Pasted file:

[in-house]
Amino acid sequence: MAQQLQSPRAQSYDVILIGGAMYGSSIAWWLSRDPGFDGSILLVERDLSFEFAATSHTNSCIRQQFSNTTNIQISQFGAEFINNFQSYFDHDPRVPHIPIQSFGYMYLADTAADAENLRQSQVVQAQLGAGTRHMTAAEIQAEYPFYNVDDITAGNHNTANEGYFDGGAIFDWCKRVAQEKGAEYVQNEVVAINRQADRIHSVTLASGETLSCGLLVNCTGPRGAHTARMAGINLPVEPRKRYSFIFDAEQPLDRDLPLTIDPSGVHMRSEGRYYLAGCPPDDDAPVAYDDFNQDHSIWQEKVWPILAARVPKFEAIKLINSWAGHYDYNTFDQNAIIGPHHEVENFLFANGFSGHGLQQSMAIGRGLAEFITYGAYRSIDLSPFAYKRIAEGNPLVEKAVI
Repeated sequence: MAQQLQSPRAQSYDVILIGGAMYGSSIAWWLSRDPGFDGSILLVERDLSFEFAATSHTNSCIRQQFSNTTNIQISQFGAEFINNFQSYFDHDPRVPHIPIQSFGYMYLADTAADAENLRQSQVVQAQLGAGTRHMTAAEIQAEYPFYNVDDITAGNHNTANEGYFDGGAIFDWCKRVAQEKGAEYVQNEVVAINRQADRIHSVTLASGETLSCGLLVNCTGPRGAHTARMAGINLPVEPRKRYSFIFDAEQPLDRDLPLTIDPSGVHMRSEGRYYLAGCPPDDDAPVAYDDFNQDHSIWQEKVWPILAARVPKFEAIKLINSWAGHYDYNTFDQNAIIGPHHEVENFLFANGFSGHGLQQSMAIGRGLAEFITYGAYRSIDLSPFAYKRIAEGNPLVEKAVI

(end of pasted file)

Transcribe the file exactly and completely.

[in-house]
Amino acid sequence: MAQQLQSPRAQSYDVILIGGAMYGSSIAWWLSRDPGFDGSILLVERDLSFEFAATSHTNSCIRQQFSNTTNIQISQFGAEFINNFQSYFDHDPRVPHIPIQSFGYMYLADTAADAENLRQSQVVQAQLGAGTRHMTAAEIQAEYPFYNVDDITAGNHNTANEGYFDGGAIFDWCKRVAQEKGAEYVQNEVVAINRQADRIHSVTLASGETLSCGLLVNCTGPRGAHTARMAGINLPVEPRKRYSFIFDAEQPLDRDLPLTIDPSGVHMRSEGRYYLAGCPPDDDAPVAYDDFNQDHSIWQEKVWPILAARVPKFEAIKLINSWAGHYDYNTFDQNAIIGPHHEVENFLFANGFSGHGLQQSMAIGRGLAEFITYGAYRSIDLSPFAYKRIAEGNPLVEKAVI
Repeated sequence: MAQQLQSPRAQSYDVILIGGAMYGSSIAWWLSRDPGFDGSILLVERDLSFEFAATSHTNSCIRQQFSNTTNIQISQFGAEFINNFQSYFDHDPRVPHIPIQSFGYMYLADTAADAENLRQSQVVQAQLGAGTRHMTAAEIQAEYPFYNVDDITAGNHNTANEGYFDGGAIFDWCKRVAQEKGAEYVQNEVVAINRQADRIHSVTLASGETLSCGLLVNCTGPRGAHTARMAGINLPVEPRKRYSFIFDAEQPLDRDLPLTIDPSGVHMRSEGRYYLAGCPPDDDAPVAYDDFNQDHSIWQEKVWPILAARVPKFEAIKLINSWAGHYDYNTFDQNAIIGPHHEVENFLFANGFSGHGLQQSMAIGRGLAEFITYGAYRSIDLSPFAYKRIAEGNPLVEKAVI